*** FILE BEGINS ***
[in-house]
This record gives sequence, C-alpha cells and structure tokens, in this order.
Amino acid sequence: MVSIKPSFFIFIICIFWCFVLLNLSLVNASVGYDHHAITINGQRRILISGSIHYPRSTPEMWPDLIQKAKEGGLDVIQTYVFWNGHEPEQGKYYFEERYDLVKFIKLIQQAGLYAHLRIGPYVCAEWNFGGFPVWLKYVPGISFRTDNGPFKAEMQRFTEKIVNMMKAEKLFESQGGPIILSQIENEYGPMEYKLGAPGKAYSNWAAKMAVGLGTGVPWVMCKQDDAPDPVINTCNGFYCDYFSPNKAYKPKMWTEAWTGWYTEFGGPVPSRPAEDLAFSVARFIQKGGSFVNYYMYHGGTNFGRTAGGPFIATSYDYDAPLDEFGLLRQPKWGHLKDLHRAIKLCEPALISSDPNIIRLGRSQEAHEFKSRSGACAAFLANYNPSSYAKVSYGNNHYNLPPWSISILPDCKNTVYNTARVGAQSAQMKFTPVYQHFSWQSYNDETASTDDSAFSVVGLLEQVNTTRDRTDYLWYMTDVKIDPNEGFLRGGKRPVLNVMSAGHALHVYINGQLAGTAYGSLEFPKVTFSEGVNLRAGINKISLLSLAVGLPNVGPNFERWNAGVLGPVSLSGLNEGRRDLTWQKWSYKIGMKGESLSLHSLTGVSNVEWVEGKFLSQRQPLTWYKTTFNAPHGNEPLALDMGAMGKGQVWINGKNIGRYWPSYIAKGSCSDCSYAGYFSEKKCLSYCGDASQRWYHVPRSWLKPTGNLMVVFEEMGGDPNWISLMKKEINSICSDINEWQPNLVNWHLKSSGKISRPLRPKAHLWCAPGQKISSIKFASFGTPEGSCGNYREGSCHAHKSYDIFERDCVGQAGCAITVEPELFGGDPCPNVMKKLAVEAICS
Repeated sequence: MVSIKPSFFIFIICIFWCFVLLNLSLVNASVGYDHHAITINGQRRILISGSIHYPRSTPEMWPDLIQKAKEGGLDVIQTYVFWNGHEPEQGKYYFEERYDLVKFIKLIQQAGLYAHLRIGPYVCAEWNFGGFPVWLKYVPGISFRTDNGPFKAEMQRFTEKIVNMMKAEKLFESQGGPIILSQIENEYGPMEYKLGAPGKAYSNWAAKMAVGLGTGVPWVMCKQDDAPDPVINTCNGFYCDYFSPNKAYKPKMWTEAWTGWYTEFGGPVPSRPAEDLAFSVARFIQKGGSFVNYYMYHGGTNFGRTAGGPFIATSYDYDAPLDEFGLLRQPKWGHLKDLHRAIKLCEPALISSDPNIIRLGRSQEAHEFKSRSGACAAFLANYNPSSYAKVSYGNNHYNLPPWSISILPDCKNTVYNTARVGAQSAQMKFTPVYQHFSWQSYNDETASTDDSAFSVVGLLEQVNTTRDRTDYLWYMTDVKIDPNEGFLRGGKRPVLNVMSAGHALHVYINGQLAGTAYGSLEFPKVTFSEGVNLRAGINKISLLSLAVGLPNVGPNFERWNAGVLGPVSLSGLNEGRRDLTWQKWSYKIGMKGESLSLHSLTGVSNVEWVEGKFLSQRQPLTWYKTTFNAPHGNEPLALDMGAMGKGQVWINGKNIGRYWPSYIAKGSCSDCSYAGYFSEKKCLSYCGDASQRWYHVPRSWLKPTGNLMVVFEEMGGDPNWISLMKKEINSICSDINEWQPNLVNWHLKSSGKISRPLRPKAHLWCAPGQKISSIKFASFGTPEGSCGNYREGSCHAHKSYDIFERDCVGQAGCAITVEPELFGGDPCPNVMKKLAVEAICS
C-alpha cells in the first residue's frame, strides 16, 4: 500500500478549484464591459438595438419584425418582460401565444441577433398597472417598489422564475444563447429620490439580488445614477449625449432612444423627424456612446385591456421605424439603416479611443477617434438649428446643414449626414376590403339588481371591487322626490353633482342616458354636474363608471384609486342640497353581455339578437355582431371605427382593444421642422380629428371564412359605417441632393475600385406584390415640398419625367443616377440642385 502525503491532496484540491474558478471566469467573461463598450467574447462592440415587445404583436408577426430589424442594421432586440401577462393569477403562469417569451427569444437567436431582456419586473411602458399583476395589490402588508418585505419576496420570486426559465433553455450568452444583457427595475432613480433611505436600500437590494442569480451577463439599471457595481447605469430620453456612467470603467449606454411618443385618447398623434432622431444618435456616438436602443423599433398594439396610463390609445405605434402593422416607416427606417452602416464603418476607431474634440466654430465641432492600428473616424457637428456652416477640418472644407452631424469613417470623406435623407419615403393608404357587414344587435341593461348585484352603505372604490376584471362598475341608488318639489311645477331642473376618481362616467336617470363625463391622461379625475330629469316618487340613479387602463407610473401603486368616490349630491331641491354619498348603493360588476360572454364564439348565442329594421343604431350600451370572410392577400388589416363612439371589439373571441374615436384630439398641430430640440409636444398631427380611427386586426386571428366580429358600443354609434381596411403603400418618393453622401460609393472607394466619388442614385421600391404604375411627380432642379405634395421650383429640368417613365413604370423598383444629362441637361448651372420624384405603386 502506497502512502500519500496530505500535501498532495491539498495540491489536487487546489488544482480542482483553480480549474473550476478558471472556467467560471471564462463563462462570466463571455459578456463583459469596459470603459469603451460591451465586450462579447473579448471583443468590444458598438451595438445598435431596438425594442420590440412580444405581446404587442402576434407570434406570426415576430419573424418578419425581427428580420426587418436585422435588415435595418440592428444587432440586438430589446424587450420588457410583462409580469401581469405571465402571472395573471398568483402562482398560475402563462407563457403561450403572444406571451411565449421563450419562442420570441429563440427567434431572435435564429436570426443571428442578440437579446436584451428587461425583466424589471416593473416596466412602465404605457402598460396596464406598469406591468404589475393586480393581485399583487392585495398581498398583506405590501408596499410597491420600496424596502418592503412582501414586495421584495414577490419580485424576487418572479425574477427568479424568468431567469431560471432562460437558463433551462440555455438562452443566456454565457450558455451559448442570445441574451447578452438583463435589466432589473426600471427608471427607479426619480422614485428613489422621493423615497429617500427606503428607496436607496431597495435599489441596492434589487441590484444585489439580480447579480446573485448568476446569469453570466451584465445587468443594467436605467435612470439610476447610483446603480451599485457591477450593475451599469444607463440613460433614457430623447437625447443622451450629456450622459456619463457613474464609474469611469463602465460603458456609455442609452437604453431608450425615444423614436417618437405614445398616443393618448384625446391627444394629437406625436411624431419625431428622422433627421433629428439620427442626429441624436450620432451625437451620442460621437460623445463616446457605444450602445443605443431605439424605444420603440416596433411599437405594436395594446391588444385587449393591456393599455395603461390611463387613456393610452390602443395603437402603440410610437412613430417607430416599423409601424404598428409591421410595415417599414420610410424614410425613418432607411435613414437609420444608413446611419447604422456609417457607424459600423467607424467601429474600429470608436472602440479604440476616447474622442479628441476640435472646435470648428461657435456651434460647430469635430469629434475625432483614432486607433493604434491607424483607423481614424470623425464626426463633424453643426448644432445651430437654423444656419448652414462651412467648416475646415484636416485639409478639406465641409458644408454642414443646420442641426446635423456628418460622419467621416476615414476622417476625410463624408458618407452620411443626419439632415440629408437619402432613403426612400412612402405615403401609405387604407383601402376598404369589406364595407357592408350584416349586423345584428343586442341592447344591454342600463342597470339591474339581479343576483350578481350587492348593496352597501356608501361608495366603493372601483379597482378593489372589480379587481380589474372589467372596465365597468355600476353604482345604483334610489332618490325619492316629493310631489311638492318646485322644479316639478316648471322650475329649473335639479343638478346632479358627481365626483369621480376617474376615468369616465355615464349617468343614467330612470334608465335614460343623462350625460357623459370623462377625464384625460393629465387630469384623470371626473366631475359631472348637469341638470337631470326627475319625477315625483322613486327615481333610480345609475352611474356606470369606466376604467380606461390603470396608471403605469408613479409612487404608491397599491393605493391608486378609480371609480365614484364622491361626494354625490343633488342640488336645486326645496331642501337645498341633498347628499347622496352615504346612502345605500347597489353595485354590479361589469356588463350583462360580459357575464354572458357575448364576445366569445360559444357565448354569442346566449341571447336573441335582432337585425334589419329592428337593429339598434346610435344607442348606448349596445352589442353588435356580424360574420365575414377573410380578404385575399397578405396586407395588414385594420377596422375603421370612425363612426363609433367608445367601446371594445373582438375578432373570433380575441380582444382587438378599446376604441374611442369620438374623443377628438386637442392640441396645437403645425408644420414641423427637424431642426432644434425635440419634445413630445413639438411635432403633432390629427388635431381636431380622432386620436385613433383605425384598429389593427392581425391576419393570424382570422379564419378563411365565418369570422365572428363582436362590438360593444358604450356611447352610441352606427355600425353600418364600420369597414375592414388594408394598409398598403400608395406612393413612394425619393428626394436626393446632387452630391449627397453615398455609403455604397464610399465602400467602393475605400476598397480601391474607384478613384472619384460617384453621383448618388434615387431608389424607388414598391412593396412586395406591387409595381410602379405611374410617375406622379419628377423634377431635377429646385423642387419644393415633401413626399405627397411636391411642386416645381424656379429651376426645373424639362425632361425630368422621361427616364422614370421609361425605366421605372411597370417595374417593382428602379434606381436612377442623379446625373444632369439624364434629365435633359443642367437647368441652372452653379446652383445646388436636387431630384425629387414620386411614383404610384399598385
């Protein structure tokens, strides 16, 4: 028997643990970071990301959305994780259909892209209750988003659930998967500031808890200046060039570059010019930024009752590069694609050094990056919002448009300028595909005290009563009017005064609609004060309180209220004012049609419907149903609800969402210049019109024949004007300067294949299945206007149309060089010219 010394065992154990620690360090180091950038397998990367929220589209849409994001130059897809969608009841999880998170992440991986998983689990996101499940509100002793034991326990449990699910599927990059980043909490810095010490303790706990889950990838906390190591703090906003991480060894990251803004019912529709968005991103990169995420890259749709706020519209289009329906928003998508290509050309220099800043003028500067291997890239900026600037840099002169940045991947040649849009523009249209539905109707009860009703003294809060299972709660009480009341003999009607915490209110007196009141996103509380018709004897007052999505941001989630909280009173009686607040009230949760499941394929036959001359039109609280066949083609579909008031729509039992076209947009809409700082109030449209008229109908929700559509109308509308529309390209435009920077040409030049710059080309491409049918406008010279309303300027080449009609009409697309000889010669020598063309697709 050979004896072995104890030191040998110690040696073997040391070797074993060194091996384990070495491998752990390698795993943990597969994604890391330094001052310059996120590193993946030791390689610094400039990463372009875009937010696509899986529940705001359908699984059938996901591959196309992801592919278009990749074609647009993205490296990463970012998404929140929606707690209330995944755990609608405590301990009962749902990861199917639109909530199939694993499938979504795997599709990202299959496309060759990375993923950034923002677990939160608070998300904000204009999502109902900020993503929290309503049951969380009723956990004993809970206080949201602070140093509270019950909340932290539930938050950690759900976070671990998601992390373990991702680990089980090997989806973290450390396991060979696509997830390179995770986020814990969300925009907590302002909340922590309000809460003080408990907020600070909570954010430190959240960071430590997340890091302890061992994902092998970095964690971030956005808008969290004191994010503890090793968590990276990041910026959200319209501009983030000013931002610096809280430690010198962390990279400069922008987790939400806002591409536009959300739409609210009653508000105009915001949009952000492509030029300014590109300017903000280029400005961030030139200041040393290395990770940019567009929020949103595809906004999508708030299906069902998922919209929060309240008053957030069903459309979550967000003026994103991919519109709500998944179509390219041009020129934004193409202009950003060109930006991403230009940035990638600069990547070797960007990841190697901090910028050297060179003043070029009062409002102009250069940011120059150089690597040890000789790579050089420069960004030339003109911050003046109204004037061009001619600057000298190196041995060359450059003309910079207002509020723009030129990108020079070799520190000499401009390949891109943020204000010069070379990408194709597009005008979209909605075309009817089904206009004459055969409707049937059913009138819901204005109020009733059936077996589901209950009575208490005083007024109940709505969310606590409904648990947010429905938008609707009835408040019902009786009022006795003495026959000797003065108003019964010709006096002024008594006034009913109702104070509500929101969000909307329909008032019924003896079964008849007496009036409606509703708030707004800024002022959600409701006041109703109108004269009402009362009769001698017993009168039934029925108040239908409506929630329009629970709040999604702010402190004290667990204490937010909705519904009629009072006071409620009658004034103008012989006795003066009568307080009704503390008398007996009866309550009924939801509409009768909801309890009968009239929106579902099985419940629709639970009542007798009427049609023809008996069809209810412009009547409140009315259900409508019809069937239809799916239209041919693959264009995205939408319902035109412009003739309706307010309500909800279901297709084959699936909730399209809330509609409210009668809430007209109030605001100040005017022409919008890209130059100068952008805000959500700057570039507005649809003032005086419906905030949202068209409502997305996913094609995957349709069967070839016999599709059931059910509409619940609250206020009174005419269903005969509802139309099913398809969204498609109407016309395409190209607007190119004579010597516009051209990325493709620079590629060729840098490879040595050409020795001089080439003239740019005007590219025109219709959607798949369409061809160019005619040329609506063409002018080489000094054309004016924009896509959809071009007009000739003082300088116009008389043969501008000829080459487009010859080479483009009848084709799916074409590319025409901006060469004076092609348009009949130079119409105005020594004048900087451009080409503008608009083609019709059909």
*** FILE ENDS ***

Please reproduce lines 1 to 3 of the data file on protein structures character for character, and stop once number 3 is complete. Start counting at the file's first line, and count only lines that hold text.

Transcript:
[in-house]
This record gives sequence, C-alpha cells and structure tokens, in this order.
Amino acid sequence: MVSIKPSFFIFIICIFWCFVLLNLSLVNASVGYDHHAITINGQRRILISGSIHYPRSTPEMWPDLIQKAKEGGLDVIQTYVFWNGHEPEQGKYYFEERYDLVKFIKLIQQAGLYAHLRIGPYVCAEWNFGGFPVWLKYVPGISFRTDNGPFKAEMQRFTEKIVNMMKAEKLFESQGGPIILSQIENEYGPMEYKLGAPGKAYSNWAAKMAVGLGTGVPWVMCKQDDAPDPVINTCNGFYCDYFSPNKAYKPKMWTEAWTGWYTEFGGPVPSRPAEDLAFSVARFIQKGGSFVNYYMYHGGTNFGRTAGGPFIATSYDYDAPLDEFGLLRQPKWGHLKDLHRAIKLCEPALISSDPNIIRLGRSQEAHEFKSRSGACAAFLANYNPSSYAKVSYGNNHYNLPPWSISILPDCKNTVYNTARVGAQSAQMKFTPVYQHFSWQSYNDETASTDDSAFSVVGLLEQVNTTRDRTDYLWYMTDVKIDPNEGFLRGGKRPVLNVMSAGHALHVYINGQLAGTAYGSLEFPKVTFSEGVNLRAGINKISLLSLAVGLPNVGPNFERWNAGVLGPVSLSGLNEGRRDLTWQKWSYKIGMKGESLSLHSLTGVSNVEWVEGKFLSQRQPLTWYKTTFNAPHGNEPLALDMGAMGKGQVWINGKNIGRYWPSYIAKGSCSDCSYAGYFSEKKCLSYCGDASQRWYHVPRSWLKPTGNLMVVFEEMGGDPNWISLMKKEINSICSDINEWQPNLVNWHLKSSGKISRPLRPKAHLWCAPGQKISSIKFASFGTPEGSCGNYREGSCHAHKSYDIFERDCVGQAGCAITVEPELFGGDPCPNVMKKLAVEAICS